No país de Portugal, igual. Ie, ‘digital’ = low-quality trash? Saltamos, mas notamos, o "peculiar overlap" entre a "rejection of digital high tech" dos artesanais, e, movimento simultaneo mas oposto, "post-digital rejection of digital low quality", com exemplos:
- LPs sound better than CDs (let alone MP3s);
- film photography looks better than digital photography (let alone smartphone snapshots);
- 35mm film projection looks better than digital cinema projection (let alone BitTorrent video downloads or YouTube);
- paper books are a richer medium than websites and e-books;
- something typed on a mechanical typewriter has more value than a throwaway digital text file (let alone e-mail spam).
Complicando, adequando, completando, uma descrição sobre a qual poderemos desenvolver. Post-digital = postcolonial; post-digital ≠ post-histoire.
On closer inspection however, the dichotomy between digital big data and neo-analog do-it-yourself (DIY) is really not so clear-cut. ‘Post-digital’ is more than just a sloppy descriptor for a contemporary (and possibly nostalgic) cultural trend. The age in which we now live is_not_ a post-digital age with no end in sight to the trend towards further digitisation and computerisation. The prefix ‘post’ should not be understood here in the same sense as postmodernism and post-histoire, but rather in the sense of post-punk (a continuation of punk culture in ways which are somehow still punk, yet also beyond punk); post-communism (as the ongoing social-political reality in former Eastern Bloc countries); post-feminism (as a critically revised continuation of feminism, with blurry boundaries with ‘traditional’, unprefixed feminism); postcolonialism and post-apocalyptic (a world in which the apocalypse is not over, but has progressed from a discrete breaking point to an ongoing condition). These terms describe more subtle cultural shifts and ongoing mutations. Postcolonialism does not in any way mean an end of colonialism but rather its mutation into new power structures, less obvious but no less pervasive. In this sense, the post-digital condition is a post-apocalyptic one: the state of affairs after the initial upheaval caused by the computerisation and global digital networking of communication, technical infrastructures, markets and geopolitics.
‘Post-digital’ thus refers to a state in which the disruption brought upon by digital information technology has already occurred. Technology is no longer perceived as disruptive. Returning to post-punk, postcolonialism and Mad Max, the term ‘post-digital’ in its simplest sense describes the messy state of media, arts and design after their digitisation.
Contemporary visual art, for example, is only slowly starting to accept practitioners of net art as regular contemporary artists. Yet its discourse and networking practices have been profoundly transformed by digital media such as the e-flux mailing list, art blogs and the electronic e-flux journal. In terms of circulation, power and influence, these media have largely superseded printed art periodicals, at least as far as the art system’s in-crowd of artists and curators is concerned. Likewise, when printed newspapers shift their emphasis from daily news to investigative journalism and commentary they effectively transform themselves into post-digital or post-digitisation media.
DIY vs. corporate media, rather than ‘new’ vs. ‘old’ media. Ou, where-we-at enquanto os energúmenos ainda se debatem com tempos mais simples.
When hacker-style and community-centric working methods are no longer specific to ‘digital’ culture then the established dichotomy of ‘old’ and ‘new’ media – as synonymous in practice with ‘analog’ and ‘digital’ – becomes obsolete, making way for a new differentiation: one between shrink-wrapped culture and do-it-yourself culture. The 1990s / early 2000s assumption [are] no longer true now that user-generated content has been co-opted into corporate social media and mobile apps. The Internet as a self-run alternative space is no longer taken for granted by anyone born after 1990: for younger generations, the Internet is associated mainly with corporate, registration-only services.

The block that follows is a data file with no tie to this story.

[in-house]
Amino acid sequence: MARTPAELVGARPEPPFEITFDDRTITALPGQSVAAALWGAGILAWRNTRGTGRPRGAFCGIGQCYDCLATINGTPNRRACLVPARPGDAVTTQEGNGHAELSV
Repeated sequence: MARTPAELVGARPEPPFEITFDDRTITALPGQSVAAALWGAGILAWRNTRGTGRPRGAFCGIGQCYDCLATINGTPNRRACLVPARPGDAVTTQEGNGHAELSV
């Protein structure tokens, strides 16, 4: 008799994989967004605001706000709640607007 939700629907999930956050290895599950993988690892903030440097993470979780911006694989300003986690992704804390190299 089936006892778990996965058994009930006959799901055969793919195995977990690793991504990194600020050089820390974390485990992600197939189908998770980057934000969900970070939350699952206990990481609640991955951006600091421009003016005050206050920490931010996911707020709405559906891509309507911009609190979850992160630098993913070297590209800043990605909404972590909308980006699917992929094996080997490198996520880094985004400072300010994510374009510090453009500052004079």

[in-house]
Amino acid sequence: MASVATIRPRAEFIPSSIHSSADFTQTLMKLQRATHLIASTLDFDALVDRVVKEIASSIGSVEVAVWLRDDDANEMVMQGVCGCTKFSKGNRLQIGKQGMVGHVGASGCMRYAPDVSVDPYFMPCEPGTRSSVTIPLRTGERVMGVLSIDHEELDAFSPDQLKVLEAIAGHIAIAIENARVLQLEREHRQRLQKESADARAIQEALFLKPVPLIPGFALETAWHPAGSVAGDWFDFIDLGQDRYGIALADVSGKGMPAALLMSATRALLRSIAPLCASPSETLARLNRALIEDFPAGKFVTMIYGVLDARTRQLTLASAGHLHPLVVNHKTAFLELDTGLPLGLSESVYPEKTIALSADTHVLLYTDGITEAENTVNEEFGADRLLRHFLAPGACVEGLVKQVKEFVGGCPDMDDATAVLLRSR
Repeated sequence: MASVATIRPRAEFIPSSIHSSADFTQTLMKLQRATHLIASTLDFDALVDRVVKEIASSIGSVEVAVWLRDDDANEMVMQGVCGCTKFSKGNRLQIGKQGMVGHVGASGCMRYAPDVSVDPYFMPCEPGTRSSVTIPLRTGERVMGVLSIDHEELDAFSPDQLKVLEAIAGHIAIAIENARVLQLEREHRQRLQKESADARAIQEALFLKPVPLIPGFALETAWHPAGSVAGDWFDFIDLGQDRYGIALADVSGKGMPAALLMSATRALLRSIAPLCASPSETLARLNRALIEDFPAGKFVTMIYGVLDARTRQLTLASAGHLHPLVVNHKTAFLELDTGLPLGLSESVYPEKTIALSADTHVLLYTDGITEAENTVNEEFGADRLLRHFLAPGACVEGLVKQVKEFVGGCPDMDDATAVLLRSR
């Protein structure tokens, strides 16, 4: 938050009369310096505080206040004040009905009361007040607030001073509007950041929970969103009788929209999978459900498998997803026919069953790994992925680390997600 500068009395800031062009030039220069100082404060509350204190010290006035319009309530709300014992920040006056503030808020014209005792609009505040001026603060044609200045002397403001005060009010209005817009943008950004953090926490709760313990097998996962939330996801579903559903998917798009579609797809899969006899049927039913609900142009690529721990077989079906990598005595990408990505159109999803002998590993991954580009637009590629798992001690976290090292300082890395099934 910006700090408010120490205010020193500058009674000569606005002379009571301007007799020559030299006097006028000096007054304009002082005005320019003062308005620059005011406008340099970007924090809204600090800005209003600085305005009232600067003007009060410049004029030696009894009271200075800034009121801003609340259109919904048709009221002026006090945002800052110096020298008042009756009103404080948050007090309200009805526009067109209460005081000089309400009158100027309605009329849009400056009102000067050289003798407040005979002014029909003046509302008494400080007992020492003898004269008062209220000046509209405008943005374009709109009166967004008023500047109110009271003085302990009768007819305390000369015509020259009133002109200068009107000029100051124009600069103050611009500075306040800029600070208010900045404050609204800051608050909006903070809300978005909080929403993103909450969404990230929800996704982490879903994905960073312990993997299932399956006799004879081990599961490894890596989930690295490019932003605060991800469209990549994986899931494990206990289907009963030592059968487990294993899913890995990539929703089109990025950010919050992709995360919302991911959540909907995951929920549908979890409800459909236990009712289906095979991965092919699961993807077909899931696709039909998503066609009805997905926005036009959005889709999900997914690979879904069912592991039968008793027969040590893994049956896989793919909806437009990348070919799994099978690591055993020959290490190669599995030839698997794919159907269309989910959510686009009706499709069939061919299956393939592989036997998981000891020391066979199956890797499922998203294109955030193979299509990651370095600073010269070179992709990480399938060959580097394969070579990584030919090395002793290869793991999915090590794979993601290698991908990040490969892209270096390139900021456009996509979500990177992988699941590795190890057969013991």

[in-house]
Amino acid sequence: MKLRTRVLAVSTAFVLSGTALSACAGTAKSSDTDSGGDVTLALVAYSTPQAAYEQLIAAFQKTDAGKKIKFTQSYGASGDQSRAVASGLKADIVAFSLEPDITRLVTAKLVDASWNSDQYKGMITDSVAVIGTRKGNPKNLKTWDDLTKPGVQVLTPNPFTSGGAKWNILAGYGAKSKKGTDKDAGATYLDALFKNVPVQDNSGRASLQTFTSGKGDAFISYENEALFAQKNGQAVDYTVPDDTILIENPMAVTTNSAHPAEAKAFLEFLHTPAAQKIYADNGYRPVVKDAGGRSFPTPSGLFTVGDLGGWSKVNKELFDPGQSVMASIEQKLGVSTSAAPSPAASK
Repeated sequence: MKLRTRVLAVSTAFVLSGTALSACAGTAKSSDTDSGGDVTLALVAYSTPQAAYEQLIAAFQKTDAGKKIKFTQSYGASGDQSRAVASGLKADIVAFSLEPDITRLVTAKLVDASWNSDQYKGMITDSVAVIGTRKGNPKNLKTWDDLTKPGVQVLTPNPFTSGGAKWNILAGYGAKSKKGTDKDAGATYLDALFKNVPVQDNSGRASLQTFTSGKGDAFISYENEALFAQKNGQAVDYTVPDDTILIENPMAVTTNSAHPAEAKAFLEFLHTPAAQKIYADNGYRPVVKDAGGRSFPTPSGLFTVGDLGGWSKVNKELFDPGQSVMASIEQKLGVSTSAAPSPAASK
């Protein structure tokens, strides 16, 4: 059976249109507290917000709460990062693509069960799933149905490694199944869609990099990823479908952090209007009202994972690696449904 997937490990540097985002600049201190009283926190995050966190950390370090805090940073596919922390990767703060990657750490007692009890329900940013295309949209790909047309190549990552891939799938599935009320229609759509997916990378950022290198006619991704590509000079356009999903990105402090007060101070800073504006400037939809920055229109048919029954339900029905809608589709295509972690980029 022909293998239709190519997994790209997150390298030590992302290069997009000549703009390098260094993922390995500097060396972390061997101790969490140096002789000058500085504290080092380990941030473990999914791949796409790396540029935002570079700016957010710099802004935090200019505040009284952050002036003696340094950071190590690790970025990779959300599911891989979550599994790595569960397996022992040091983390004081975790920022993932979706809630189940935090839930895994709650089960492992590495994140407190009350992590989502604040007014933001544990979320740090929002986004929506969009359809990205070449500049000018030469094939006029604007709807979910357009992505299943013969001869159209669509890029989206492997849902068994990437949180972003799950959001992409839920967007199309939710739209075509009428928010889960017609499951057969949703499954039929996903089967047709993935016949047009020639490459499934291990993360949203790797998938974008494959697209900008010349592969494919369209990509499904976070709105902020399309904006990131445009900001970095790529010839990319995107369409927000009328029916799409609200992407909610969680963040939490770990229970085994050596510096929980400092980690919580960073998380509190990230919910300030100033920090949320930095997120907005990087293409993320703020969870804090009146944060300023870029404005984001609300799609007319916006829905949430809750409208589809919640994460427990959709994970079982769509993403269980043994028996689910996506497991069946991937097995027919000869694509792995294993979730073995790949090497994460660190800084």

The ‘maker movement’ – as manifested at zine fairs – represents a shift from text to context. 1980s post-punk zines resembled the art manifestos of the 1920s Berlin Dadaists, 1980s Super 8 films proposed underground narratives as an alternative to mainstream cinema. The majority of today’s zines and experimental Super 8 films, however, tend to focus less on content and more on pure materiality, so that the medium, such as paper or celluloid, is indeed the message.
Ie, arsty! Como sempre, tão perto e tão longe, tanto nos aproxima mas nos afasta também. Post-digital = hybrids of ‘old’ and ‘new’ media. Caso-e-pontes:
Students “mix oil paint while Photoshopping and scour flea markets for vintage vinyl while listening to their iPods”. Young artists and designers choose media for their own particular material aesthetic qualities (including artefacts), regardless of whether these are a result of analog material properties or of digital processing. A post-digital hacker attitude of taking systems apart and using them in ways which subvert the original intention of the design. Such practices can only be meaningfully called ‘post-digital’ when they do not merely revive older media technologies, but functionally repurpose them in relation to digital media technologies: zines that become anti-blogs or non-blogs, vinyl as anti-CD, cassette tapes as anti-MP3, analog film as anti-video.
De zines voltaremos com exemplo recente no TCJ 30 set 2019 - ou já se esqueceram que estamos nisto pelos comics? - mas entretanto o teaser:
New ethical and cultural conventions which became mainstream with Internet communities and Open Source culture are being retroactively applied to the making of non-digital and post-digital media products. A good example of this are collaborative zine - the exact opposite of the ‘golden age’ zine cultures of the post-punk 1980s and 1990s, when most zines were the hyper-individualistic product and personality platforms of one single maker.
E finalmente chegados às conclusões: the desire for agency.
The main reason why art students prefer designing posters to designing websites is due to a fiction of agency – in this case, an illusion of more control over the medium. Likewise, ‘digital’ cultures are driven by similar illusions of free will and individual empowerment. Each of these fictions of agency represents one extreme in how individuals relate to the techno-political and economic realities of our time: either over-identification with systems, or rejection of these same systems.
OS POSITIVOS et luddites: na estranha condição de identificados com um sistema que rejeitamos.